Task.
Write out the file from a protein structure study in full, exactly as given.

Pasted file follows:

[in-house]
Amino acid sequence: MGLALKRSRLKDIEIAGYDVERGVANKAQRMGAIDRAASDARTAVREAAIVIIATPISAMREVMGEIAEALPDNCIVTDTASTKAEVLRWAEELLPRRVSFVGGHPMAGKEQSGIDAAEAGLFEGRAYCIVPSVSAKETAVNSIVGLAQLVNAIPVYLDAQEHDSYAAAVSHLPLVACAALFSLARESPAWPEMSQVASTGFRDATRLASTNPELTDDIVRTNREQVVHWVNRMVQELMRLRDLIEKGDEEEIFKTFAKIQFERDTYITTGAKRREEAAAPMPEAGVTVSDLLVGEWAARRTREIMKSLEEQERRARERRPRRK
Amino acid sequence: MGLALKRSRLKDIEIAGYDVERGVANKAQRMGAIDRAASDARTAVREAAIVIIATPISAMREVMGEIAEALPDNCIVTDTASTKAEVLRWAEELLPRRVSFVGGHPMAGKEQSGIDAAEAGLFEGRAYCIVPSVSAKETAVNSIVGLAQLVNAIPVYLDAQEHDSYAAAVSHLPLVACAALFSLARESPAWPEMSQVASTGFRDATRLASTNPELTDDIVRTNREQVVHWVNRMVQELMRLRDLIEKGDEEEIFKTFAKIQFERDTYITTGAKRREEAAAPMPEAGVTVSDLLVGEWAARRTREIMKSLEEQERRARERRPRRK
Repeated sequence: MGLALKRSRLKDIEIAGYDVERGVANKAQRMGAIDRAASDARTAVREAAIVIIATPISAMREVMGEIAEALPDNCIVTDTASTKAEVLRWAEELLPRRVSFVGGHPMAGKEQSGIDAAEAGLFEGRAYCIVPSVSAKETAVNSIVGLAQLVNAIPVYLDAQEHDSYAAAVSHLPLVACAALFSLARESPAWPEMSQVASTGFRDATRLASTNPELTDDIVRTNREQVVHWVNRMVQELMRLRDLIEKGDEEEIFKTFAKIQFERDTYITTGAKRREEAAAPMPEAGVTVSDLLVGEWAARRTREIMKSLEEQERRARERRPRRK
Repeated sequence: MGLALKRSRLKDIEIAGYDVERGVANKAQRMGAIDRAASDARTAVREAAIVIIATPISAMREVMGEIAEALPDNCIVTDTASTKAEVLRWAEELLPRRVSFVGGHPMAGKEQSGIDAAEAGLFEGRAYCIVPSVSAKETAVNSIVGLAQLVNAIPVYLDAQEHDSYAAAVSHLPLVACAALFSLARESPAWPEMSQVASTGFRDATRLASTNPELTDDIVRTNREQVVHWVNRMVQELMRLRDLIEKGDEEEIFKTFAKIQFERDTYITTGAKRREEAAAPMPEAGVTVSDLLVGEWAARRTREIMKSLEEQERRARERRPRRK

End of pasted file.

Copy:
[in-house]
Amino acid sequence: MGLALKRSRLKDIEIAGYDVERGVANKAQRMGAIDRAASDARTAVREAAIVIIATPISAMREVMGEIAEALPDNCIVTDTASTKAEVLRWAEELLPRRVSFVGGHPMAGKEQSGIDAAEAGLFEGRAYCIVPSVSAKETAVNSIVGLAQLVNAIPVYLDAQEHDSYAAAVSHLPLVACAALFSLARESPAWPEMSQVASTGFRDATRLASTNPELTDDIVRTNREQVVHWVNRMVQELMRLRDLIEKGDEEEIFKTFAKIQFERDTYITTGAKRREEAAAPMPEAGVTVSDLLVGEWAARRTREIMKSLEEQERRARERRPRRK
Amino acid sequence: MGLALKRSRLKDIEIAGYDVERGVANKAQRMGAIDRAASDARTAVREAAIVIIATPISAMREVMGEIAEALPDNCIVTDTASTKAEVLRWAEELLPRRVSFVGGHPMAGKEQSGIDAAEAGLFEGRAYCIVPSVSAKETAVNSIVGLAQLVNAIPVYLDAQEHDSYAAAVSHLPLVACAALFSLARESPAWPEMSQVASTGFRDATRLASTNPELTDDIVRTNREQVVHWVNRMVQELMRLRDLIEKGDEEEIFKTFAKIQFERDTYITTGAKRREEAAAPMPEAGVTVSDLLVGEWAARRTREIMKSLEEQERRARERRPRRK
Repeated sequence: MGLALKRSRLKDIEIAGYDVERGVANKAQRMGAIDRAASDARTAVREAAIVIIATPISAMREVMGEIAEALPDNCIVTDTASTKAEVLRWAEELLPRRVSFVGGHPMAGKEQSGIDAAEAGLFEGRAYCIVPSVSAKETAVNSIVGLAQLVNAIPVYLDAQEHDSYAAAVSHLPLVACAALFSLARESPAWPEMSQVASTGFRDATRLASTNPELTDDIVRTNREQVVHWVNRMVQELMRLRDLIEKGDEEEIFKTFAKIQFERDTYITTGAKRREEAAAPMPEAGVTVSDLLVGEWAARRTREIMKSLEEQERRARERRPRRK
Repeated sequence: MGLALKRSRLKDIEIAGYDVERGVANKAQRMGAIDRAASDARTAVREAAIVIIATPISAMREVMGEIAEALPDNCIVTDTASTKAEVLRWAEELLPRRVSFVGGHPMAGKEQSGIDAAEAGLFEGRAYCIVPSVSAKETAVNSIVGLAQLVNAIPVYLDAQEHDSYAAAVSHLPLVACAALFSLARESPAWPEMSQVASTGFRDATRLASTNPELTDDIVRTNREQVVHWVNRMVQELMRLRDLIEKGDEEEIFKTFAKIQFERDTYITTGAKRREEAAAPMPEAGVTVSDLLVGEWAARRTREIMKSLEEQERRARERRPRRK